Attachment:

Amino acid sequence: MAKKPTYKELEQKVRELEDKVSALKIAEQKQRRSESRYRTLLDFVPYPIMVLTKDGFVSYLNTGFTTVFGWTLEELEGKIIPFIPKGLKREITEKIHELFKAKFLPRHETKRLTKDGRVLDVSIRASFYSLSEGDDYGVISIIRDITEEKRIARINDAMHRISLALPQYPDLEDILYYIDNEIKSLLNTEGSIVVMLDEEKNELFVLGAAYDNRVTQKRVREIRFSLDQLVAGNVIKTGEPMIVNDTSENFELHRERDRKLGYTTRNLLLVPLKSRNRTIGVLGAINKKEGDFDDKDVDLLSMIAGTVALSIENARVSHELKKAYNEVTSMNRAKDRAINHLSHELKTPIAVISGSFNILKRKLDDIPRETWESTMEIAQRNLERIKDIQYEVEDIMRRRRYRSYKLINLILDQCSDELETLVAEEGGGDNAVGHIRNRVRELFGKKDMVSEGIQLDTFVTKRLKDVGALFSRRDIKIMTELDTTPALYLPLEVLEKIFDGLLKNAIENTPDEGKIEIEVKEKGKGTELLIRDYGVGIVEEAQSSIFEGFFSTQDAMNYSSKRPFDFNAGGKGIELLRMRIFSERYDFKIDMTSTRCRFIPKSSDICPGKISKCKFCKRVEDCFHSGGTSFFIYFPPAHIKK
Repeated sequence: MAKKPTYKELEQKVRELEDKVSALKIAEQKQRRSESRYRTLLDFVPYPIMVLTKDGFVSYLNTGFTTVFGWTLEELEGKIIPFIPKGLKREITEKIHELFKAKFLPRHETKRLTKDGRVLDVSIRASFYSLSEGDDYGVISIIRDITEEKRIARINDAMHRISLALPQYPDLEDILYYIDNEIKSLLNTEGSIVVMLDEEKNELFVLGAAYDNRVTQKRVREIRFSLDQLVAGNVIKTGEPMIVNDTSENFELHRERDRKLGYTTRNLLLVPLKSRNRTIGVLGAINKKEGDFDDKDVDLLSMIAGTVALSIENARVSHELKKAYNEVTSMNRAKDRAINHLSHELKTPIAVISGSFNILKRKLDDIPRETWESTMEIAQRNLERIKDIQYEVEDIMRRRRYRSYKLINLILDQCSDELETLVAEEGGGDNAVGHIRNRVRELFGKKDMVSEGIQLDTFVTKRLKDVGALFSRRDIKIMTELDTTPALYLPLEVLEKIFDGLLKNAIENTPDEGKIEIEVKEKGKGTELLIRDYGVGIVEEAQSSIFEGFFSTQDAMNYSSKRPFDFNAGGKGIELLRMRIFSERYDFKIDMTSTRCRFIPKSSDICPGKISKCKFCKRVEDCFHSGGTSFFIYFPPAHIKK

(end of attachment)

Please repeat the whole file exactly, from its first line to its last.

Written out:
Amino acid sequence: MAKKPTYKELEQKVRELEDKVSALKIAEQKQRRSESRYRTLLDFVPYPIMVLTKDGFVSYLNTGFTTVFGWTLEELEGKIIPFIPKGLKREITEKIHELFKAKFLPRHETKRLTKDGRVLDVSIRASFYSLSEGDDYGVISIIRDITEEKRIARINDAMHRISLALPQYPDLEDILYYIDNEIKSLLNTEGSIVVMLDEEKNELFVLGAAYDNRVTQKRVREIRFSLDQLVAGNVIKTGEPMIVNDTSENFELHRERDRKLGYTTRNLLLVPLKSRNRTIGVLGAINKKEGDFDDKDVDLLSMIAGTVALSIENARVSHELKKAYNEVTSMNRAKDRAINHLSHELKTPIAVISGSFNILKRKLDDIPRETWESTMEIAQRNLERIKDIQYEVEDIMRRRRYRSYKLINLILDQCSDELETLVAEEGGGDNAVGHIRNRVRELFGKKDMVSEGIQLDTFVTKRLKDVGALFSRRDIKIMTELDTTPALYLPLEVLEKIFDGLLKNAIENTPDEGKIEIEVKEKGKGTELLIRDYGVGIVEEAQSSIFEGFFSTQDAMNYSSKRPFDFNAGGKGIELLRMRIFSERYDFKIDMTSTRCRFIPKSSDICPGKISKCKFCKRVEDCFHSGGTSFFIYFPPAHIKK
Repeated sequence: MAKKPTYKELEQKVRELEDKVSALKIAEQKQRRSESRYRTLLDFVPYPIMVLTKDGFVSYLNTGFTTVFGWTLEELEGKIIPFIPKGLKREITEKIHELFKAKFLPRHETKRLTKDGRVLDVSIRASFYSLSEGDDYGVISIIRDITEEKRIARINDAMHRISLALPQYPDLEDILYYIDNEIKSLLNTEGSIVVMLDEEKNELFVLGAAYDNRVTQKRVREIRFSLDQLVAGNVIKTGEPMIVNDTSENFELHRERDRKLGYTTRNLLLVPLKSRNRTIGVLGAINKKEGDFDDKDVDLLSMIAGTVALSIENARVSHELKKAYNEVTSMNRAKDRAINHLSHELKTPIAVISGSFNILKRKLDDIPRETWESTMEIAQRNLERIKDIQYEVEDIMRRRRYRSYKLINLILDQCSDELETLVAEEGGGDNAVGHIRNRVRELFGKKDMVSEGIQLDTFVTKRLKDVGALFSRRDIKIMTELDTTPALYLPLEVLEKIFDGLLKNAIENTPDEGKIEIEVKEKGKGTELLIRDYGVGIVEEAQSSIFEGFFSTQDAMNYSSKRPFDFNAGGKGIELLRMRIFSERYDFKIDMTSTRCRFIPKSSDICPGKISKCKFCKRVEDCFHSGGTSFFIYFPPAHIKK